Scientific and technological innovation are at the heart of improving the way doctors treat illness and disease. Long defined by non-interoperable systems and inaccessible data, digitization of healthcare now elevates and innovates data usage and analytics  — which benefits patients, physicians, and hospitals.

When it comes to digitization, the healthcare industry is slowly moving forward, across a highly regulated field dealing with massive amounts of sensitive information about patients.

One of the most notable efforts in this area has been the more than decade-long push to adopt electronic health records, the digital version of each patient’s medical history. The current technology has still got a long way to go. According to a report released by PwC Health Research Institute, about 90% of hospitals have at least basic EHRs (Electronic Health Record), up from 9% a decade ago.

Healthcare providers and patients are getting increasingly connected to one another, and the amount of information that’s collected is growing all the time.

Let’s take a look at how digital technologies are impacting other areas in healthcare, along with some of the obstacles in the way.

The Internet is helping doctors connect with the resources and one another

With the Internet, doctors and medical students are more connected than ever to resources to help them learn and help their patients. And with that comes social media platforms and apps, such as Sermo and Figure 1, that connects doctors to one another, crowdsourcing diagnoses for difficult cases.

Through the app, doctors can submit cases that are difficult to resolve (with the patients’ approval), and others can try and help out. A single post can sometimes generate thousands of responses.

Smart medical devices will take readings, then deliver care accordingly without any human help

Medical devices — and fitness trackers in general — are getting more connected, allowing you to get everything from your heart rate to your blood sugar levels on your smartphone.

Closed-loop systems (e.g Medtronic’s MiniMed 670G which is an artificial pancreas) will become a lot more prevalent which essentially gets a reading, and delivers a treatment based on that reading without any human interventions.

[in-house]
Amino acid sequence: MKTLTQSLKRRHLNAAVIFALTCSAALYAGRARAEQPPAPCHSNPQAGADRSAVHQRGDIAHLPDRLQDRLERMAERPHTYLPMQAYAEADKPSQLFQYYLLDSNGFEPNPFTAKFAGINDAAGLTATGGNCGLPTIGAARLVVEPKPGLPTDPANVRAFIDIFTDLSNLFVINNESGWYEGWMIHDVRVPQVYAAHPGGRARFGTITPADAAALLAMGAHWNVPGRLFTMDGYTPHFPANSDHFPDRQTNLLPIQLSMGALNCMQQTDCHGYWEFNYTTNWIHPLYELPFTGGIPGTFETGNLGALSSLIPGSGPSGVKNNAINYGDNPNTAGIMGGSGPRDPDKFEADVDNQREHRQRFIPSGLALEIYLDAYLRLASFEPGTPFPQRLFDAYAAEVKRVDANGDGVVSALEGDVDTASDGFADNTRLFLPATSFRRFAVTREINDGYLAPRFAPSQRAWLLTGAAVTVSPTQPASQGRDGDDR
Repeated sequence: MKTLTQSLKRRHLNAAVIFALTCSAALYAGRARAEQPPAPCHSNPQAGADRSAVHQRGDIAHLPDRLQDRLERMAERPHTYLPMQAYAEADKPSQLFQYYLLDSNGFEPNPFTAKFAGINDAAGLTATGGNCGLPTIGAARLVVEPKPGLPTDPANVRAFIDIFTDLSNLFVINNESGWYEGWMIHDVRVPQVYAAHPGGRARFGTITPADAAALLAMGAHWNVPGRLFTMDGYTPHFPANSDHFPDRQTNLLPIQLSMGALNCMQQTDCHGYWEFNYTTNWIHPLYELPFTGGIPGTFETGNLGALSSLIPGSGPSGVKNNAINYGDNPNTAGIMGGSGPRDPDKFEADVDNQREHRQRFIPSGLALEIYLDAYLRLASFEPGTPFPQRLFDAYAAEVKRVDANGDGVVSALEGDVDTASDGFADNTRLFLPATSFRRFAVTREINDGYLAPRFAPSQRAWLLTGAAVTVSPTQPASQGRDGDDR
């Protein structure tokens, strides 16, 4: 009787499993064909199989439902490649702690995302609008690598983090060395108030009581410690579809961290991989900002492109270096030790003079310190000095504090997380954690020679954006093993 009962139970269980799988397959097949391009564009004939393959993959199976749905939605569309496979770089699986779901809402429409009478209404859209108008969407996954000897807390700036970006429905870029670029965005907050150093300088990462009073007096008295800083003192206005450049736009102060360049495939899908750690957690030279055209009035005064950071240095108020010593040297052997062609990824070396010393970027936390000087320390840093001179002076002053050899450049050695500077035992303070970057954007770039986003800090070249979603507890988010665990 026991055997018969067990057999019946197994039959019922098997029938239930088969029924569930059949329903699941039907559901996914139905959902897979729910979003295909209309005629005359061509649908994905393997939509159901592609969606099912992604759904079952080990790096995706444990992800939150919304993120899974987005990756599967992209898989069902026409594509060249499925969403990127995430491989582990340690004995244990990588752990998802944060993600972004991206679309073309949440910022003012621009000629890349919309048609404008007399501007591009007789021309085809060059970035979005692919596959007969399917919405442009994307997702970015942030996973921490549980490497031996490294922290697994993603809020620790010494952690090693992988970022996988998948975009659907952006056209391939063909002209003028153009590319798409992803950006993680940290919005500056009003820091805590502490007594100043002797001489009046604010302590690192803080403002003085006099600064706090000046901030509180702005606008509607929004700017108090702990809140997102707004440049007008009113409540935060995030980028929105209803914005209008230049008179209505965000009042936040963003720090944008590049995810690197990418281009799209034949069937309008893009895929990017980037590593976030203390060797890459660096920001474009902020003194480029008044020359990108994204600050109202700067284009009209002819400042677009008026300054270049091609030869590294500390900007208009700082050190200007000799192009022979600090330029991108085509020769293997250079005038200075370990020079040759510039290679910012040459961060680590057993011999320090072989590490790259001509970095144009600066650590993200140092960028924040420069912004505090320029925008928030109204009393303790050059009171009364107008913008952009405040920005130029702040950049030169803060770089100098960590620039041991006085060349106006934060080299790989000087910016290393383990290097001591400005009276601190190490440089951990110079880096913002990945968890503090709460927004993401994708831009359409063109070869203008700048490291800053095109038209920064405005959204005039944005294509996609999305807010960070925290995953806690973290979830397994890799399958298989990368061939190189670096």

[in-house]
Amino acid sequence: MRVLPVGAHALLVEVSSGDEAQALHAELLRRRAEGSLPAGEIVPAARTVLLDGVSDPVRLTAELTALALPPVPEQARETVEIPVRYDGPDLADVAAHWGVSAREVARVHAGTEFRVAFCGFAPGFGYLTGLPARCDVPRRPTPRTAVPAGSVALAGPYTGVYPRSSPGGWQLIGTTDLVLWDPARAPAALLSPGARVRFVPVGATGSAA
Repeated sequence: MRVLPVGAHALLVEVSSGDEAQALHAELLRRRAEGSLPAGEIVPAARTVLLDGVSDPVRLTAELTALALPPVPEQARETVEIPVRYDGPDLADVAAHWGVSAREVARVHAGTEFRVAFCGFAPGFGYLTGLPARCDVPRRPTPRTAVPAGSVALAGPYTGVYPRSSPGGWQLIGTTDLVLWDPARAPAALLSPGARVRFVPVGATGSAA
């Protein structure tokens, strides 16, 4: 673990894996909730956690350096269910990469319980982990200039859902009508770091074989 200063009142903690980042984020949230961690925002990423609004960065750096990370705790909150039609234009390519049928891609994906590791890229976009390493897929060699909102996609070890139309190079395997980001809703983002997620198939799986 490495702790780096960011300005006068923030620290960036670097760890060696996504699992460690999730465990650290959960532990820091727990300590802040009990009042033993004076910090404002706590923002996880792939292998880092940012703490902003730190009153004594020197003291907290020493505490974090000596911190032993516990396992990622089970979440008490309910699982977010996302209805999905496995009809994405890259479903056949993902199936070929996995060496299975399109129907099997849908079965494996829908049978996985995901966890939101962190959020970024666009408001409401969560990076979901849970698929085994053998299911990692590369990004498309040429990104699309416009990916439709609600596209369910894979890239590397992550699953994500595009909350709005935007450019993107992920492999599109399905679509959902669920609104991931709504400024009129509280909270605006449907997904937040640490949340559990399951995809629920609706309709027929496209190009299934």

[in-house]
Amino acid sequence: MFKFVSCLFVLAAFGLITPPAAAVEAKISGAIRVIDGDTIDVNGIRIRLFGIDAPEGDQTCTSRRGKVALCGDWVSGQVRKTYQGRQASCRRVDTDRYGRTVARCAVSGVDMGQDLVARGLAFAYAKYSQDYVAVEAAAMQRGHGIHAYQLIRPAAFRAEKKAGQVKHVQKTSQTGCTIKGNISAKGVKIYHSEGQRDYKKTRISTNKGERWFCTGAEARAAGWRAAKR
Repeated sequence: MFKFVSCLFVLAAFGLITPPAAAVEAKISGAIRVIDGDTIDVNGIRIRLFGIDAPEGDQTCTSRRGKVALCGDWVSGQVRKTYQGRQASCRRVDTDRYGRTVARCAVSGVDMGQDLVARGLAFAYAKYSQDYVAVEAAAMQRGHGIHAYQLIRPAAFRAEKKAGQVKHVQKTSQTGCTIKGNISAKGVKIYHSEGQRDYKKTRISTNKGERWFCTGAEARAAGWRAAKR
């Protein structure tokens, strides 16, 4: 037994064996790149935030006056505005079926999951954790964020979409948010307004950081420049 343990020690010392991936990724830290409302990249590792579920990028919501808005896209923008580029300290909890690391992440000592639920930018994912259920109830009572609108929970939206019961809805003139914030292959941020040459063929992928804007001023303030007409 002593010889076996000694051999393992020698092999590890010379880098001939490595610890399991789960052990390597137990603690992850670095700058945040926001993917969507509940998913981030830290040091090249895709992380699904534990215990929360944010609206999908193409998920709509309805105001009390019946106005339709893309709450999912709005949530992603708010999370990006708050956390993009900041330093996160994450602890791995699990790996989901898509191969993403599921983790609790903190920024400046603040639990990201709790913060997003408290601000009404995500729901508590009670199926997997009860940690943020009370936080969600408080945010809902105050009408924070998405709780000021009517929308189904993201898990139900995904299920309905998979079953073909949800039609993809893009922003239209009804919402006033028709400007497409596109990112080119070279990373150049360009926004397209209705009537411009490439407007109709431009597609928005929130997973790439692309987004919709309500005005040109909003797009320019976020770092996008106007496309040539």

The hope with these closed loop systems is to take care of some of the busy work so that doctors and patients can focus on more important issues as they arise.

Computers can now give your doctor a second opinion

In the medical world, machine learning and imaging seem to go hand in hand. For example, Watson Health partnered with more than 15 hospitals and companies using imaging technology to see how “cognitive imaging” works in the real world.  

GE partnered with UC San Francisco for the next three years for several healthcare projects. One of their projects aims to shorten the time between reading an X-ray and giving potentially life-saving treatment.

Pharmaceutical companies are using data to their advantage

With more information going into electronic health records and genetic data becoming more readily available, pharmaceutical companies are poised to take advantage of such advances to get better outcomes or generate more effective drugs. However, things are not at a fast pace because of how professionals in the healthcare industry get paid currently. 

Cheaper sequencing technology gives more people access to a new set of data — your DNA

In 2003, when the human genome was first sequenced, it changed the way we were able to study the body. At that time, it cost a massive $2.7 billion and took a total of 13 years to decode all 3 billion base pairs of our 23 chromosomes.

Now, the cost to sequence an entire human genome is down to just $1,000, in about 3 and a half days, thanks to powerful sequencing platforms from Illumina.